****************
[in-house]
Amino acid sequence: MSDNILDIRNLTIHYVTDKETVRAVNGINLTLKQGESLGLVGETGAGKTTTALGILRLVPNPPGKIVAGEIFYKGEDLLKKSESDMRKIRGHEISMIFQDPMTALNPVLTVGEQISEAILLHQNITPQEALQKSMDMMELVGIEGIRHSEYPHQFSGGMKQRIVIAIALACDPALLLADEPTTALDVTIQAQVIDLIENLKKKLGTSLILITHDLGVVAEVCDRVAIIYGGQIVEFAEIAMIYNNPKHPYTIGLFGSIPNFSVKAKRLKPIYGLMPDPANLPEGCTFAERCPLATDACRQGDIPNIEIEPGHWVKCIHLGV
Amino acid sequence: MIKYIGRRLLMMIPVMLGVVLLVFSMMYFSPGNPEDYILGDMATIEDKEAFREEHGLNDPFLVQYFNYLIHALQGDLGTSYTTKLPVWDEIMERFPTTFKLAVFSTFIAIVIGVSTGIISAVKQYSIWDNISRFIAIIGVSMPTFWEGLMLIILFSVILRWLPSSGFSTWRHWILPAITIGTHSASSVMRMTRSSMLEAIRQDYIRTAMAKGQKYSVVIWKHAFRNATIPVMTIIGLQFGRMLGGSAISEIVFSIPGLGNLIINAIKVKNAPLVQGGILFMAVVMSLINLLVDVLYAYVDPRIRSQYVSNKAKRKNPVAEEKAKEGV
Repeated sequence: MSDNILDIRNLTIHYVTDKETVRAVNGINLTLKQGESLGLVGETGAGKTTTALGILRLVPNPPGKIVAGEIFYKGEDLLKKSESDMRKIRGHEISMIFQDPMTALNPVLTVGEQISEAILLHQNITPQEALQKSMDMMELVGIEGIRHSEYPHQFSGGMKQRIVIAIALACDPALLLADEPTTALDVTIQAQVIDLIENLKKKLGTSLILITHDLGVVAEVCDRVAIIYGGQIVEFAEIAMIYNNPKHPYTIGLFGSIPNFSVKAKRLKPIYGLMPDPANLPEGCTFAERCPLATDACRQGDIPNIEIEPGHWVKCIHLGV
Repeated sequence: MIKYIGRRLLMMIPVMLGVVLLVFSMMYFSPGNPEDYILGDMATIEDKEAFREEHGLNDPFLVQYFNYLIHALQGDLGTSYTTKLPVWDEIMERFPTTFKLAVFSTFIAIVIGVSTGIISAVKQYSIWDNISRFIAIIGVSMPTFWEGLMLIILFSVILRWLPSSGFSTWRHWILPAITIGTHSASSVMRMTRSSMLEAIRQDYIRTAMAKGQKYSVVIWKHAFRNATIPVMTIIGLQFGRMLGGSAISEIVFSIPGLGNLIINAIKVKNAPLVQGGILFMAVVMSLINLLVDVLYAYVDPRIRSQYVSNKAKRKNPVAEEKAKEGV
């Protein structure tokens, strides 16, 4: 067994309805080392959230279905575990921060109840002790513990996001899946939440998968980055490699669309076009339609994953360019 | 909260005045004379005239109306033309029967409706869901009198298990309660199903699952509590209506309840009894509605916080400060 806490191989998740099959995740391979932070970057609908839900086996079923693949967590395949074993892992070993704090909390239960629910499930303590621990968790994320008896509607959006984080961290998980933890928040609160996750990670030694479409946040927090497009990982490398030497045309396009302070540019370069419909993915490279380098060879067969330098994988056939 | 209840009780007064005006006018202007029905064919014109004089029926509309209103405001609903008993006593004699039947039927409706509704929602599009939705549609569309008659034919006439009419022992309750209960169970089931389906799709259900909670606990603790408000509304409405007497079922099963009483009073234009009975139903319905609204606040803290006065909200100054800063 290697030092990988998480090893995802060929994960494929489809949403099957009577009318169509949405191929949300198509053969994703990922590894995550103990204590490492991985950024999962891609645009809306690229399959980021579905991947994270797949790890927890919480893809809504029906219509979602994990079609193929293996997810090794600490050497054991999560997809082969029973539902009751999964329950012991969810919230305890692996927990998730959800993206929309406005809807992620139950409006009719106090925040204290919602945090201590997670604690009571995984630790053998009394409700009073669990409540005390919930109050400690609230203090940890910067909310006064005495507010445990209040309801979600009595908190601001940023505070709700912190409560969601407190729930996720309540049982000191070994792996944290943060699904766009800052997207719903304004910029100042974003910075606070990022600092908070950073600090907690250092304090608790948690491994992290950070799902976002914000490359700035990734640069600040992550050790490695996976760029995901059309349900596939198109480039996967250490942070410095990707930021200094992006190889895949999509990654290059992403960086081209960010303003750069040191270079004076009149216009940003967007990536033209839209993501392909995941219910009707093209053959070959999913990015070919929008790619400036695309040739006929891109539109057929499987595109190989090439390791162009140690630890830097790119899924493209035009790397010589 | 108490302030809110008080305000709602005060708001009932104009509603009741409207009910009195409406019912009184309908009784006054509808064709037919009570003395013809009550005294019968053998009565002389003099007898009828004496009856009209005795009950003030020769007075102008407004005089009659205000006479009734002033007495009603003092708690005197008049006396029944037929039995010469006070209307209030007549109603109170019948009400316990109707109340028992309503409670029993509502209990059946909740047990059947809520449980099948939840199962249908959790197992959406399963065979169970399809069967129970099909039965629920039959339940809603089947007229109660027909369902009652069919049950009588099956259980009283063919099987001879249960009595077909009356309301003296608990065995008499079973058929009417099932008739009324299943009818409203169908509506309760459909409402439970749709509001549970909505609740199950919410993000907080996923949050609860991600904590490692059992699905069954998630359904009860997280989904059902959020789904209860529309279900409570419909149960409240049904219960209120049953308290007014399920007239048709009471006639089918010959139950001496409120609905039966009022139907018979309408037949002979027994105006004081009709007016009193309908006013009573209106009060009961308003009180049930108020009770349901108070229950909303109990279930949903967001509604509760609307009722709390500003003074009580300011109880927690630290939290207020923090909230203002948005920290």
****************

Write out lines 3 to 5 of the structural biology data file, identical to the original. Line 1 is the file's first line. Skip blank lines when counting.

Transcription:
Amino acid sequence: MIKYIGRRLLMMIPVMLGVVLLVFSMMYFSPGNPEDYILGDMATIEDKEAFREEHGLNDPFLVQYFNYLIHALQGDLGTSYTTKLPVWDEIMERFPTTFKLAVFSTFIAIVIGVSTGIISAVKQYSIWDNISRFIAIIGVSMPTFWEGLMLIILFSVILRWLPSSGFSTWRHWILPAITIGTHSASSVMRMTRSSMLEAIRQDYIRTAMAKGQKYSVVIWKHAFRNATIPVMTIIGLQFGRMLGGSAISEIVFSIPGLGNLIINAIKVKNAPLVQGGILFMAVVMSLINLLVDVLYAYVDPRIRSQYVSNKAKRKNPVAEEKAKEGV
Repeated sequence: MSDNILDIRNLTIHYVTDKETVRAVNGINLTLKQGESLGLVGETGAGKTTTALGILRLVPNPPGKIVAGEIFYKGEDLLKKSESDMRKIRGHEISMIFQDPMTALNPVLTVGEQISEAILLHQNITPQEALQKSMDMMELVGIEGIRHSEYPHQFSGGMKQRIVIAIALACDPALLLADEPTTALDVTIQAQVIDLIENLKKKLGTSLILITHDLGVVAEVCDRVAIIYGGQIVEFAEIAMIYNNPKHPYTIGLFGSIPNFSVKAKRLKPIYGLMPDPANLPEGCTFAERCPLATDACRQGDIPNIEIEPGHWVKCIHLGV
Repeated sequence: MIKYIGRRLLMMIPVMLGVVLLVFSMMYFSPGNPEDYILGDMATIEDKEAFREEHGLNDPFLVQYFNYLIHALQGDLGTSYTTKLPVWDEIMERFPTTFKLAVFSTFIAIVIGVSTGIISAVKQYSIWDNISRFIAIIGVSMPTFWEGLMLIILFSVILRWLPSSGFSTWRHWILPAITIGTHSASSVMRMTRSSMLEAIRQDYIRTAMAKGQKYSVVIWKHAFRNATIPVMTIIGLQFGRMLGGSAISEIVFSIPGLGNLIINAIKVKNAPLVQGGILFMAVVMSLINLLVDVLYAYVDPRIRSQYVSNKAKRKNPVAEEKAKEGV